A story which has for a heroine a girl decidedly out of the ordinary run of fiction. It is most dramatic, containing some tremendous pictures of the daring of the men who are trying to reach the Pole * * * but it is at the same time essentially a woman's book, and the story works itself out in the solution of a difficulty that is continually presented in real life--the wife's attitude in relation to her husband when both have well-defined careers.
ithout mercy; a battle with an Enemy whose power was beyond all estimate and whose movements were not reducible to any known law. A certain course would be mapped, certain plans formed, a certain objective determined, and before the course could be finished, the plans executed, or the objective point attained the perverse, inexplicable movement of the ice baffled their determination and set at naught their best ingenuity.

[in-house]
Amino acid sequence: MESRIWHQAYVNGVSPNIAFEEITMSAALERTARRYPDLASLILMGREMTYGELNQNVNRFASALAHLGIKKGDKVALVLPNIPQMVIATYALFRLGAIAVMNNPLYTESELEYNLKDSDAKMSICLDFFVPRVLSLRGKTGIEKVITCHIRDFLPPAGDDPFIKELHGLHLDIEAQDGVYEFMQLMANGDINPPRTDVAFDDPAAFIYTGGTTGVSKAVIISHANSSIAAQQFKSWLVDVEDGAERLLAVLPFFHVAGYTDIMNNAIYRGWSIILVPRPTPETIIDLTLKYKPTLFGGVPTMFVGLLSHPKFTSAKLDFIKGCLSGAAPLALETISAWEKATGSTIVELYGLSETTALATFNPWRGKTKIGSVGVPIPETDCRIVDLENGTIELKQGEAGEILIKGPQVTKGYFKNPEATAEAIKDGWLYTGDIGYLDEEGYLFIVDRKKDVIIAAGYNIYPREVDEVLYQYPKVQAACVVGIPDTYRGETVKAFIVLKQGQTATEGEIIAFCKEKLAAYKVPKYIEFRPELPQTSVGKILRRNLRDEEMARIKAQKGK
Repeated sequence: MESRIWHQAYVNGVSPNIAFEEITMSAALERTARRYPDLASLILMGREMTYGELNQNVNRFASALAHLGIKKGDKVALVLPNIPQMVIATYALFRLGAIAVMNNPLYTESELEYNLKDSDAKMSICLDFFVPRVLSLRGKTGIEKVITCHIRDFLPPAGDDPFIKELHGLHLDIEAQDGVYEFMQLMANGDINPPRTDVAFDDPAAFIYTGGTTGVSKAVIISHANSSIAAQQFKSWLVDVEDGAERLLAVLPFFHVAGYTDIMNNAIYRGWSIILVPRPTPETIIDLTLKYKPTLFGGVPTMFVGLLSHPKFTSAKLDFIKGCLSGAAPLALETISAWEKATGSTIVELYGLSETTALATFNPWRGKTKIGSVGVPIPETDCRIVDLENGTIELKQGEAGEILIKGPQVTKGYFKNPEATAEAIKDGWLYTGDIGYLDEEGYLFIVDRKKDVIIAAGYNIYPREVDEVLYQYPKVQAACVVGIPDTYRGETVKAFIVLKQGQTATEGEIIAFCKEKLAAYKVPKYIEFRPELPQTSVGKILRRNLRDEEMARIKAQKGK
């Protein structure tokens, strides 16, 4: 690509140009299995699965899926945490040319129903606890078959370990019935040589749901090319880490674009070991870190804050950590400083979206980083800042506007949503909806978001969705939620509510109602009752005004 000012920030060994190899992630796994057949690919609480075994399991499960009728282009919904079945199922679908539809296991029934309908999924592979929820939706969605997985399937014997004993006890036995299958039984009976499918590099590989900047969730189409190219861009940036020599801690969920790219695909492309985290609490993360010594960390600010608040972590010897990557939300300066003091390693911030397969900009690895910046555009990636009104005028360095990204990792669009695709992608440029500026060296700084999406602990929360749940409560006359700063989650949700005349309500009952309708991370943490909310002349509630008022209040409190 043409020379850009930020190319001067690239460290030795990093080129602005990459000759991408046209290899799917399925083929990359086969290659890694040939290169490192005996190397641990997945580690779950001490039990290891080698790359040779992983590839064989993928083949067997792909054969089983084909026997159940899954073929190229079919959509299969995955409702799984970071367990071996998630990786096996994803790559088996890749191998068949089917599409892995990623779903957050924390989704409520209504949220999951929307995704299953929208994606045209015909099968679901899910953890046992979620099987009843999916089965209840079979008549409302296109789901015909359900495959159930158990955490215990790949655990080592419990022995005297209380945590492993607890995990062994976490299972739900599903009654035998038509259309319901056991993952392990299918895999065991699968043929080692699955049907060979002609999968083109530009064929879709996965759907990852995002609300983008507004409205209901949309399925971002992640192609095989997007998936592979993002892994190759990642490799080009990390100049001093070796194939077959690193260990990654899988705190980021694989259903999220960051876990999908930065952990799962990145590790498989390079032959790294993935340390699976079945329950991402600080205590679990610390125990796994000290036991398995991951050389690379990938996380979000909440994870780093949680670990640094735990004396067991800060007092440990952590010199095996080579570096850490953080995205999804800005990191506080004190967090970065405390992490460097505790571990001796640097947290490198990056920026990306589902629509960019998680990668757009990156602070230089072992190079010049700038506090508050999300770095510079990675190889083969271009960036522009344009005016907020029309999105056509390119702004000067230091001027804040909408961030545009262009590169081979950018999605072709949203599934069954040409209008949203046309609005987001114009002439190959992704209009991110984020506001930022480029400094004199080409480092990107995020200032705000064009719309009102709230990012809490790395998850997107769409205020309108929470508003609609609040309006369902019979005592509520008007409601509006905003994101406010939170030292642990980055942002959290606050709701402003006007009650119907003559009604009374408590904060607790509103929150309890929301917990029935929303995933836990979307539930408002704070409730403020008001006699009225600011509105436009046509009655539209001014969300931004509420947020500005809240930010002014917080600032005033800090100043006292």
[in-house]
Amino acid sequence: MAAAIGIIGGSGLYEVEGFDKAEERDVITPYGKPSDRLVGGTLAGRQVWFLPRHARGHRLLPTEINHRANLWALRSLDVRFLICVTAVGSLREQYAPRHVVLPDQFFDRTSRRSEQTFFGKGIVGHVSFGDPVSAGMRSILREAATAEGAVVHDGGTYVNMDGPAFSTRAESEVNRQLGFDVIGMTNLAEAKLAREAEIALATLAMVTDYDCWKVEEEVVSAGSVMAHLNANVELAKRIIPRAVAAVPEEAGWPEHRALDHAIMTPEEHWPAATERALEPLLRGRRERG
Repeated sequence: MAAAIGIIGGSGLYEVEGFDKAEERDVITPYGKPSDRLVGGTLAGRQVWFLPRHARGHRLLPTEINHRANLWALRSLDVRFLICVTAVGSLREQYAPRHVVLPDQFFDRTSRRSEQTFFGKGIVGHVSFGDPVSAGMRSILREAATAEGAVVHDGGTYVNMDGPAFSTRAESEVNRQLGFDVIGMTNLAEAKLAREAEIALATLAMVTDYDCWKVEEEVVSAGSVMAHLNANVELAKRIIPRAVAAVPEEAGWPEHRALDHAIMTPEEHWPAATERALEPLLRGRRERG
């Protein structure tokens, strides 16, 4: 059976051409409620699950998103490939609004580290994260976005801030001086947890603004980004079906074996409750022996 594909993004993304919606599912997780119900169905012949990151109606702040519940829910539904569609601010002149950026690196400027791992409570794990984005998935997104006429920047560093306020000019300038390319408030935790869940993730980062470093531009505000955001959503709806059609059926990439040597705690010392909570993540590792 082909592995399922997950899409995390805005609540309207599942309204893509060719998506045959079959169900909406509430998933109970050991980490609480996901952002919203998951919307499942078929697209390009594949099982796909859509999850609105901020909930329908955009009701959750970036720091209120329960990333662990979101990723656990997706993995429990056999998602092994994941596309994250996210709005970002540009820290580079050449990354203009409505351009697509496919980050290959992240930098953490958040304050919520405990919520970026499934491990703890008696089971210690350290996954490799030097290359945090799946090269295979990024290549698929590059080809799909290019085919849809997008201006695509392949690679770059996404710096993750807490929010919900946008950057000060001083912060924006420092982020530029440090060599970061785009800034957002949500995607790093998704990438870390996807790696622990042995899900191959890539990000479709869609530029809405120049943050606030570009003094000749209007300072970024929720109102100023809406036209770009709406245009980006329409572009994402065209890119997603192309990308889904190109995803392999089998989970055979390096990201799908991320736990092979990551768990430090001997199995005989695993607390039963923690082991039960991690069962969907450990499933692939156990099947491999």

At four o'clock it began to snow. Since the middle of the forenoon the horizon had been obscured by clouds and mist so that no observation for position could be taken. Steadily the clouds had advanced, and by four o'clock the expedition found itself enveloped by wind and driving snow. The flags could no longer be distinguished; thin and treacherous ice was concealed under drifts; the dogs floundered helplessly; the men could scarcely open their eyes against the wind and fine, powder-like snow, and at times when they came to drag forward the last sledge they found it so nearly buried in th